In Birbhum, footballers lose, but win hearts
A football team had just lost a match. But many around the field clapped for them on Saturday afternoon.
The applause was for a bunch of girls from Birbhum who had to apparently brave abuse and assault to keep their boots on.
The team from Mallarpur, a Birbhum pocket around 200km from Calcutta, lost in the pre-quarter final of an under-18 five-a-side tournament in Calcutta on Saturday.
On November 5, a group of 30 men stormed the ground in Garia village where these girls were playing football, practising for the tournament, an NGO official accompanying the team alleged.
The girls live at a home run by the NGO, Uthnau, in the village. The mob demanded they stop playing football. Whey they refused, they were kicked, punched and slapped, the official claimed
The girls, aged between 13 and 16, tried their best to fend off the attackers but were outnumbered. The NGO shelter, too, was ransacked.
“I was slapped in the face and kicked so hard that I could not sleep properly for the next few days,” Didimani Baske, 16, said.
Arpita Murmu, 14, said she had a swollen wrist.
The mob included the local panchayat chief, Sonamoni Murmu, the NGO official who is the supervisor of the home, alleged.
Panchayat chief Dilip Kisku told Metro: “I was not present there. I don’t know of any violence.
“The girls are from neighbouring villages. Girls in our village don’t play football.”
The block development officer (BDO) of Rampurhat I, in whose jurisdiction the village falls, said: “I have not received any such report. I will have to check.”
The tournament that hosted this team is unique. It has been billed as the first mixed gender football tournament in the city.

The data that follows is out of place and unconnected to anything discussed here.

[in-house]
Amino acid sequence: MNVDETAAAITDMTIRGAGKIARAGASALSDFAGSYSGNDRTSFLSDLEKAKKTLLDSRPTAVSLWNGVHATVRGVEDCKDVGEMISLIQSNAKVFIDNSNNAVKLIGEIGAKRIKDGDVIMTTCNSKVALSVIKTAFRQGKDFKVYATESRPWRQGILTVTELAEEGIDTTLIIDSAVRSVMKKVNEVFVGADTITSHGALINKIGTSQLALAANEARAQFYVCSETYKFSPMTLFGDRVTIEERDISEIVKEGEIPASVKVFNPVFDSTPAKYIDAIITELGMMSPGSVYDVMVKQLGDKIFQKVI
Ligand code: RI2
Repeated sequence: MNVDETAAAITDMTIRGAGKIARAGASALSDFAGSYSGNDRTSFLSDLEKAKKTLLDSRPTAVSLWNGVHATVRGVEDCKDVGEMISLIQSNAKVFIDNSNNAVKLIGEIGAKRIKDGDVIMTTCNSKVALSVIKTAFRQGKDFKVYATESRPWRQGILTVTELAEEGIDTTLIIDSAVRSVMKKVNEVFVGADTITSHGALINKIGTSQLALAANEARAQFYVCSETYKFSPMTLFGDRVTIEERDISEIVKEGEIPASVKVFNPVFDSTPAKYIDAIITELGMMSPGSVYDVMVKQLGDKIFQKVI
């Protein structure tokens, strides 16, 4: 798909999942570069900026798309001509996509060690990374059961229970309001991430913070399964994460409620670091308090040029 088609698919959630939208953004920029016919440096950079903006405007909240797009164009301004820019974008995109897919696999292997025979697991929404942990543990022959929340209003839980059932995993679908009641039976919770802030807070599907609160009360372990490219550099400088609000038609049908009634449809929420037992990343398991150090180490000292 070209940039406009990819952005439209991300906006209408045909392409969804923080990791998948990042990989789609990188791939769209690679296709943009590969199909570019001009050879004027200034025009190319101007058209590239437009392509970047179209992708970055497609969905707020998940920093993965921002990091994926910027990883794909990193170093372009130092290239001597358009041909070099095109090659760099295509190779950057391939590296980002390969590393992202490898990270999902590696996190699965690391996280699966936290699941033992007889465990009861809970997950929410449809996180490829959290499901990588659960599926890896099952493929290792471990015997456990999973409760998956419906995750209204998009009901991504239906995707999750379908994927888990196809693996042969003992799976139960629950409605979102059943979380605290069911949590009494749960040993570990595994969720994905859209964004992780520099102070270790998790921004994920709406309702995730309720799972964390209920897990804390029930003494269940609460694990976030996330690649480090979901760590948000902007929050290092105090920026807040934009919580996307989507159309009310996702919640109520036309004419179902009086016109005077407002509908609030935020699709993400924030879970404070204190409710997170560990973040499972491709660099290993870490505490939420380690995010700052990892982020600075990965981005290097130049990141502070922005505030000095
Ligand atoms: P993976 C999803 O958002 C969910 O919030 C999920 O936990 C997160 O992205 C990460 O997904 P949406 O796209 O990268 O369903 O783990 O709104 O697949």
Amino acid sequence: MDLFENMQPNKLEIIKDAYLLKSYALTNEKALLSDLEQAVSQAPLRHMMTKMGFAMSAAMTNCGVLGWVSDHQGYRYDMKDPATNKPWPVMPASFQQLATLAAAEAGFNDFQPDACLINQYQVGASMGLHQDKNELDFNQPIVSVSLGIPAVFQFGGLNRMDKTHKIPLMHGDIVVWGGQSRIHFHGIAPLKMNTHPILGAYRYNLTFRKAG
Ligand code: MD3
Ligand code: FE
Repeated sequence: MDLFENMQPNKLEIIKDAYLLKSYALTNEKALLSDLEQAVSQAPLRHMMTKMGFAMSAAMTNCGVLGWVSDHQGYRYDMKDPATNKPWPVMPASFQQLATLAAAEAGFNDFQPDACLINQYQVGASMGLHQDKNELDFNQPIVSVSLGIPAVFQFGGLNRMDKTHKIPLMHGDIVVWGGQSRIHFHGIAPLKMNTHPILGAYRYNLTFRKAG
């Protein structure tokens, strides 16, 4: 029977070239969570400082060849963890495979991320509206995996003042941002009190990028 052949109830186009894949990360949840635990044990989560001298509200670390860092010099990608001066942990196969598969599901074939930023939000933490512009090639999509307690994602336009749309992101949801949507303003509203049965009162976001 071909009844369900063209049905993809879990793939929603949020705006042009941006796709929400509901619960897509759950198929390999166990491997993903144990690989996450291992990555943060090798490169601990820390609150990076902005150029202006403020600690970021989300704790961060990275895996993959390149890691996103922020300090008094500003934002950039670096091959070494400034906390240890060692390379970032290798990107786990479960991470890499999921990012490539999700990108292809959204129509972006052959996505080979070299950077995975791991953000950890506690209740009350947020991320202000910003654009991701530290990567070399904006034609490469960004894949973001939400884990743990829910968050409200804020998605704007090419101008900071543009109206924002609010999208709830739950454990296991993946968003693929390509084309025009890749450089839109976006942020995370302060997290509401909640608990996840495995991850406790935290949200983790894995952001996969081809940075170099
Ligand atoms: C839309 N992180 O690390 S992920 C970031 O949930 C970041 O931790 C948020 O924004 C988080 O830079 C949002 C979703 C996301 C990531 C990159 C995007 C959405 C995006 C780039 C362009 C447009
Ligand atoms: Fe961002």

Each team has three girls and two boys playing and a girl and a boy in the reserve. The mixed-gender tournament aims to bridge the gender divide in society, Richa Daga of Fun Pickle, the organisers of the tournament, said.
The matches are being played on the synthetic turf of the Punjab Club ground on Ballygunge Circular Road.
Several nuggets emerged from more than 20 outstation teams that had turned up, like the Manipur team members who saw a train for the first time while on their way to Calcutta.
But the indomitable spirit of the Birbhum girls seemed unparalleled.
“The men would visit our parents and threaten them,” Sihwanti Hansda, 15, said. “But I like playing football. I want to represent my country and not work as a labourer.”
Most of the villages in the vicinity are poor. Villagers work on the fields and work as daily labourers at stone crushing units in the off-season. The children are mostly first generation learners and many even work at the quarries.
Kunal Deb, the man behind the NGO, said: “These men are against female empowerment.... The girls are often made to work at the quarries. They refuse to work as daily labourers after getting more exposure. That would hurt the pockets of these men who take money from the quarry owners.”